Beginning in 2012, the U.S. Energy and Independence Act of 2007 will require most incandescent bulbs to produce the same amount of light using less wattage.
General Service Bulbs
General service incandescent bulbs are the inexpensive, readily available and what most of us think of when we hear the words “light bulb.” There are three basic shapes: General (traditional shape), Globe (round), and Decorative (flame, teardrop, etc.).
Reflectorized incandescent bulbs have a reflective coating inside the bulb that directs the light in one direction rather than all around. Reflector bulbs put approximately double the amount of light (foot-candles) on the subject as General Service of same wattage.
Parabolic Reflector Bulbs (PAR)
Parabolic reflector bulbs control light more precisely and accurately. They direct approximately four times the light of General Service and are used in recessed and track lighting. Some feature a weatherproof casing that makes them suitable for outdoor spot and flood fixtures.
Halogen bulbs producing a bright, white light, that comes closer to replicating the color spectrum of the midday sun than incandescent bulbs. Halogen bulbs have a longer life and provide more light (lumens) per watt than regular incandescent bulbs. Their small size and intensity make halogens great for task lighting.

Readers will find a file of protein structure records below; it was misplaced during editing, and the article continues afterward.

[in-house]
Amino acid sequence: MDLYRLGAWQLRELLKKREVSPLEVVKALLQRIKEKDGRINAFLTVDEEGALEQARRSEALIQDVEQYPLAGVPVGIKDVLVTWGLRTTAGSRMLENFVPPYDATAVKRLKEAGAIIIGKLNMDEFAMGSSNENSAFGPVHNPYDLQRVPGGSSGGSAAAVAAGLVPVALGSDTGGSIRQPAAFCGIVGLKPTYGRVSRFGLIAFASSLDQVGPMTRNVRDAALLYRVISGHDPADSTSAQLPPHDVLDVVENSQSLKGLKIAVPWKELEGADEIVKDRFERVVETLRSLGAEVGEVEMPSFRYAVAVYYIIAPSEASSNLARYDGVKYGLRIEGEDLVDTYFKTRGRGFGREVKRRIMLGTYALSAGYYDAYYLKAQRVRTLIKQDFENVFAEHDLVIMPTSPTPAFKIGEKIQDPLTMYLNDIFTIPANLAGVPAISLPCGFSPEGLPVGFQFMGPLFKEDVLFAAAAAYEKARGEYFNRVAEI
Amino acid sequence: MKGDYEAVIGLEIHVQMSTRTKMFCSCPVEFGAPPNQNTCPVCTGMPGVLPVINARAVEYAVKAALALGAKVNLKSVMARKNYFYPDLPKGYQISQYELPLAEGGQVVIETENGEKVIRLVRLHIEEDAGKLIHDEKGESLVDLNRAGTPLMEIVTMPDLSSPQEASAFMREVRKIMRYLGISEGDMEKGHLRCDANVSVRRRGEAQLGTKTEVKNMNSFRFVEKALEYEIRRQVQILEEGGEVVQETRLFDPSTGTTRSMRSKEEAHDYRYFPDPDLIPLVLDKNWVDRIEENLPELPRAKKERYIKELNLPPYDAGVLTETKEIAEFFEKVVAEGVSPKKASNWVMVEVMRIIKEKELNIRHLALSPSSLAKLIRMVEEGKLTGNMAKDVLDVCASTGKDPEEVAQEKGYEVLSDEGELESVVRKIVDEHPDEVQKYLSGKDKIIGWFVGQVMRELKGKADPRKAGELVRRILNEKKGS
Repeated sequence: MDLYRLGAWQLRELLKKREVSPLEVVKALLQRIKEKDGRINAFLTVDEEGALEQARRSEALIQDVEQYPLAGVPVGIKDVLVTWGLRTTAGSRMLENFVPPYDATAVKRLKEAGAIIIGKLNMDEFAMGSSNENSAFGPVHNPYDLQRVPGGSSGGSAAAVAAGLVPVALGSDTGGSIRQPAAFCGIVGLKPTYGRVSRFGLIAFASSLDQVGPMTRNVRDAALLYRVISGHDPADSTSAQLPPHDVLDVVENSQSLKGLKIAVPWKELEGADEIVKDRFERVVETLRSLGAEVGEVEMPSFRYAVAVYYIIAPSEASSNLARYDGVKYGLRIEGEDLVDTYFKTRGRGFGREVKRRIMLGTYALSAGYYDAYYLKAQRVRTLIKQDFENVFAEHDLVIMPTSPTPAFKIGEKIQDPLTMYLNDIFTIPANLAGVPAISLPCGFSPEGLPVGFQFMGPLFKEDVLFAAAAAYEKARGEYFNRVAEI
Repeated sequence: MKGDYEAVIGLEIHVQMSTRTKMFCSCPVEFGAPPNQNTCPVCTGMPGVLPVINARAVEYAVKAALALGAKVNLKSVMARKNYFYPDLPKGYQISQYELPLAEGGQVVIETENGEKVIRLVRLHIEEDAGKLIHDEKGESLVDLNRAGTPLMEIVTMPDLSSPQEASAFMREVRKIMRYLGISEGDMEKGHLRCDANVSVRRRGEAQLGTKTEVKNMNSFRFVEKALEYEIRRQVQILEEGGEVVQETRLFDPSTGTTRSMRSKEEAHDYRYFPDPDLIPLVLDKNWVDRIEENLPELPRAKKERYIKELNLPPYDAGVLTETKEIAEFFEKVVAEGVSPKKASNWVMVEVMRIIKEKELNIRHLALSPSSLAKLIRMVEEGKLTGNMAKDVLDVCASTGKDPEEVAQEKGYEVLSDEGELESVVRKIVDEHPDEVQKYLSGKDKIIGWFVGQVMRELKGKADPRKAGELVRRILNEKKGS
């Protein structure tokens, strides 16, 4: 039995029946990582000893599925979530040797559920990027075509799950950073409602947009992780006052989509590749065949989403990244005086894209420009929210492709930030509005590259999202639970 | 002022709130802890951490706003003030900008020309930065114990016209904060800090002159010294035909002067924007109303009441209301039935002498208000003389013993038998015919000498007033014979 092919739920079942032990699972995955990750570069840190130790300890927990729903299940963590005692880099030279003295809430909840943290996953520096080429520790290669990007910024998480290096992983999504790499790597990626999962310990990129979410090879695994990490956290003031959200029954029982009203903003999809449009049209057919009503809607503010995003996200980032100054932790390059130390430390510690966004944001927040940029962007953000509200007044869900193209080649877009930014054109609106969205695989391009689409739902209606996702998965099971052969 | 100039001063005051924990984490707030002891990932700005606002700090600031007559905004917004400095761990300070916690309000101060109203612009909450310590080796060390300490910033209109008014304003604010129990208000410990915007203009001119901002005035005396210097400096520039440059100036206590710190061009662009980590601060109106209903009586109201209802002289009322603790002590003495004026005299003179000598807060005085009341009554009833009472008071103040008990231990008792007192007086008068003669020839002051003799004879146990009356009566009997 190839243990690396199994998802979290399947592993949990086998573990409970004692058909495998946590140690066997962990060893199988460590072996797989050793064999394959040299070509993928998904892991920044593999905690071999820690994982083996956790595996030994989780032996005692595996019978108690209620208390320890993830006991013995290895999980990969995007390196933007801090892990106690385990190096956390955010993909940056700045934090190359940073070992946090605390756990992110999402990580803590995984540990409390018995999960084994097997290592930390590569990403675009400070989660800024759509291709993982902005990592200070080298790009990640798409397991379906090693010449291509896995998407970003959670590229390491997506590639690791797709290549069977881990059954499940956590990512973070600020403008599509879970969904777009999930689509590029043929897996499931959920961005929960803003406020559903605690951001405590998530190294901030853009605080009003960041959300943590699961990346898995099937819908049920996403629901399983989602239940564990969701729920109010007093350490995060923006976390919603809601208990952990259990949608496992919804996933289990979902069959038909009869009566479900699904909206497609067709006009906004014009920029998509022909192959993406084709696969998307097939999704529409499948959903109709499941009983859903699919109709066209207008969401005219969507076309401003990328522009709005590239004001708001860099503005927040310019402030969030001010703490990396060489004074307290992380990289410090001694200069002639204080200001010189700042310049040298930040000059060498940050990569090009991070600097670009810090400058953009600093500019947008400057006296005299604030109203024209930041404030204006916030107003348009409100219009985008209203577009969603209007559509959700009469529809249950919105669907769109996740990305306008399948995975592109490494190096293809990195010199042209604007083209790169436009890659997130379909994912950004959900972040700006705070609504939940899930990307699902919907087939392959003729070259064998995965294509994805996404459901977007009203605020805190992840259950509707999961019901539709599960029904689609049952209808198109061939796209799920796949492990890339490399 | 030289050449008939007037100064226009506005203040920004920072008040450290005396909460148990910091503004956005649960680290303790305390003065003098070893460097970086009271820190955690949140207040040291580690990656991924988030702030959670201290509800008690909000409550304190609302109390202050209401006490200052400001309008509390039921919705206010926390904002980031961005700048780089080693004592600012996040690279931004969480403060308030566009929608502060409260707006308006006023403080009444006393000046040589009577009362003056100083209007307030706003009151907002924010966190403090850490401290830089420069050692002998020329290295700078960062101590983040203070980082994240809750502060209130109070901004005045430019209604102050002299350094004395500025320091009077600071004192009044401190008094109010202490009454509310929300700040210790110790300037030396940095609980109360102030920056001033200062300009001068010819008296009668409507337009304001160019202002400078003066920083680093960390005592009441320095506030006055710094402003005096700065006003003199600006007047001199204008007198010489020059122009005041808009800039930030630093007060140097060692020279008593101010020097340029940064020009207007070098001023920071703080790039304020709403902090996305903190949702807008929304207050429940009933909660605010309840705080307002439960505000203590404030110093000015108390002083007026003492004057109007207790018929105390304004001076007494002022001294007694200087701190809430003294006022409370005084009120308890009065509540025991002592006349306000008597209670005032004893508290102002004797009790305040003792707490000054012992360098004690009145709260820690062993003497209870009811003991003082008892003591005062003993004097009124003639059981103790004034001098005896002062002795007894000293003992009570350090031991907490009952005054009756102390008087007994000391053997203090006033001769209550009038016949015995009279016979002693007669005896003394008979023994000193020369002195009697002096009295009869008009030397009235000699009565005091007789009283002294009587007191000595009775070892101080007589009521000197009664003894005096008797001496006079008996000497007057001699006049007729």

Since halogen bulbs burn hotter than other types, they require more caution. All halogen lamps sold in the U.S. today have approved safety shields to reduce fire risk.
When changing a halogen, be sure to wait until the bulb cools to the touch. Always use a clean rag to handle a halogen bulb, as oils from your hand will cause the bulb to burn hotter and can greatly reduce the life of your bulb.
Halogen bulbs are available in two types: line voltage (120 watt) and low voltage (12 volt).
Line Voltage (120 volt) Halogen Bulb Types
PAR 16, 20, 30 and 38 reflectorized bulbs provide better beam control than regular incandescent PAR bulbs. They are available in numerous spot and flood beam spreads and are used in track, recessed & outdoor spot and floodlights.
T-3 double-ended bulbs are available in a variety of base types and are used in wall sconces, torchieres and outdoor floodlights. The fixture controls the direction of the light.
T-4 single-ended bulbs come in both “mini-can” and “bayonet” base types and are used in wall sconces, bath brackets, torchieres and pendants. The direction of the light is controlled by the fixture.
Low voltage (12 volt) Halogen Bulb Types
MR8, MR11, and MR16 (mini-reflectors) provide excellent beam control, and their miniature size allows them to be used in smaller track and recessed fixtures. They are also used in outdoor landscape accent lighting fixtures.
PAR36 bulbs provide superior beam control, especially over long distances. They are used in track, recessed and outdoor landscape accent fixtures.